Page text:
In education we love a fad! I’m the same! We can’t wait to try out the ‘next big thing’ and rush off and tell other teachers about it. This is perhaps even truer in the use of technology. Just take a look at the electronic white board that’s sitting in just about every classroom in the country being used as a projector.
With this in mind I’m determined to try and take a sceptical perspective on new ideas is education. However, here I want to really emphasise the potential of Google Classroom as a new tool in education that everyone should at least have a go at.
If you don’t know what Google Classroom is…
At its most basic level Google Classroom is a private webpage for your class, where you can share information and resources with your students. Sharing announcements, worksheets and videos. It is specifically designed for teachers and is very simple to use. A great tutorial can be found HERE.
However, if you want to get the full out of Google Classroom then it can be a fantastic environment for collaborative learning.
What I really want to take a look at is how Google Classroom can enhance formative feedback.
Since the work of Black and Wiliam on Assessment for Learning, AfL has become the big buzz word in education. This has materialised in various ways. The latest incarnation of this seems to be the OFSTED push on marking.
I think that this emphasis on marking is a move in the right direction. However, realistically the traditional model of getting students to complete some work, providing feedback and then hoping they adopt that feedback in their next piece of work, just isn’t up to scratch.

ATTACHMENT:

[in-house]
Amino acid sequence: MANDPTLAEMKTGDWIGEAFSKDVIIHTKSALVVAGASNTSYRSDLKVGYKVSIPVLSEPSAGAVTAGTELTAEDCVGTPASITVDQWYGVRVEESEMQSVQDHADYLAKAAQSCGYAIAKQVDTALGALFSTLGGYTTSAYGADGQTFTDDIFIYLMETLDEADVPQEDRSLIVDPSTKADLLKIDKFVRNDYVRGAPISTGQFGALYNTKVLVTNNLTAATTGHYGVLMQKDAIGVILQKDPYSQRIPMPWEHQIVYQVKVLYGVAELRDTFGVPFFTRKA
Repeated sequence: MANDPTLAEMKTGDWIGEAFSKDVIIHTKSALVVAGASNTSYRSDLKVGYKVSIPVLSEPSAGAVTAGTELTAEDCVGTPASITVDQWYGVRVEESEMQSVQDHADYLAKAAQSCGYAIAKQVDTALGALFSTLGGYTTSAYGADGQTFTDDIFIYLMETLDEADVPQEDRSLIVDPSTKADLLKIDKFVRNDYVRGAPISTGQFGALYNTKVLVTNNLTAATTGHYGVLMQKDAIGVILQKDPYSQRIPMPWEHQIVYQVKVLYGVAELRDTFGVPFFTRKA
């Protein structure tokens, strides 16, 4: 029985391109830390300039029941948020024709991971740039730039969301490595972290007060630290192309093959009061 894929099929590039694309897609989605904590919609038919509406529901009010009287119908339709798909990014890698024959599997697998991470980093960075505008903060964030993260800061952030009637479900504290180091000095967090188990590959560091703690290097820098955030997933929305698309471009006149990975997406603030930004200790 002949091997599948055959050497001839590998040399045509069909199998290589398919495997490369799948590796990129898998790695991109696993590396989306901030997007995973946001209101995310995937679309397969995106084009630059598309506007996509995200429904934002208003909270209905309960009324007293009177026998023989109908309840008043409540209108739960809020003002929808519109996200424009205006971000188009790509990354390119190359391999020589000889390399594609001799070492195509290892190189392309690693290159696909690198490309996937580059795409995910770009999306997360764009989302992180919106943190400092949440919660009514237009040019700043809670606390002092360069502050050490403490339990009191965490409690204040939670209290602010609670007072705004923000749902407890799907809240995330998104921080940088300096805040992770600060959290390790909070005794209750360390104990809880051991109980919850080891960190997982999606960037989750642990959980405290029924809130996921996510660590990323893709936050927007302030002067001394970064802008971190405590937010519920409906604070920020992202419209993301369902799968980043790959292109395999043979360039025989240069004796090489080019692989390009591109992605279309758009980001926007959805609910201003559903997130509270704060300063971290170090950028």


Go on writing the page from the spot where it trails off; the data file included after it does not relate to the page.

Even if DIRTy (Dedicated Improvement and Reflection Time) feedback is given, at the end of the day this isn’t ideal as, it is coming after the students have completed their work.
So how does Google Classroom offer a solution?
What Google Classroom allows you to do is provide on-going feedback. Through creating a document which you share with students in your classroom individually you can provide feedback while they are completing this assignment. The benefit of this is that the feedback I am given is being immediately used by the students and I can see if this feedback is being implemented.
Recently I have done this with a Year 12 group. After setting up a Google Doc shared through Google Classroom students were set an exam question. As they completed this task I was able to enter their work and write comments in the same way comments can be written on word documents.
Through doing this I was able to give students personalised feedback on the content and structure of their essays. This led to their best essays by far this year and some great feedback from my students.
What else can Google Classroom do?
Rather than giving a comprehensive account of what Google Classroom can do I wanted to give you an insight into how I’ve been using it. Nonetheless, it can do a lot more.
For starters you’ve got the discussion board. There is obviously lots of ways this can be used. For my fellow History teachers the way I’m interested in using it is as a discussion board for readings students have completed to get them discuss their opinions.
Another interesting feature is that documents can be shared collaboratively. With this, students can all work on a document together. Again there are lots of ways to use this. One possible option here is to create a Wiki were students can work collaboratively to produce a summery on a topic.
A word of warning!
None of this has an impact immediately. It takes some time for this practice to become embedded so don’t give up. Set up your own Google Classroom and try out some different ideas.
Let me know what you come up with!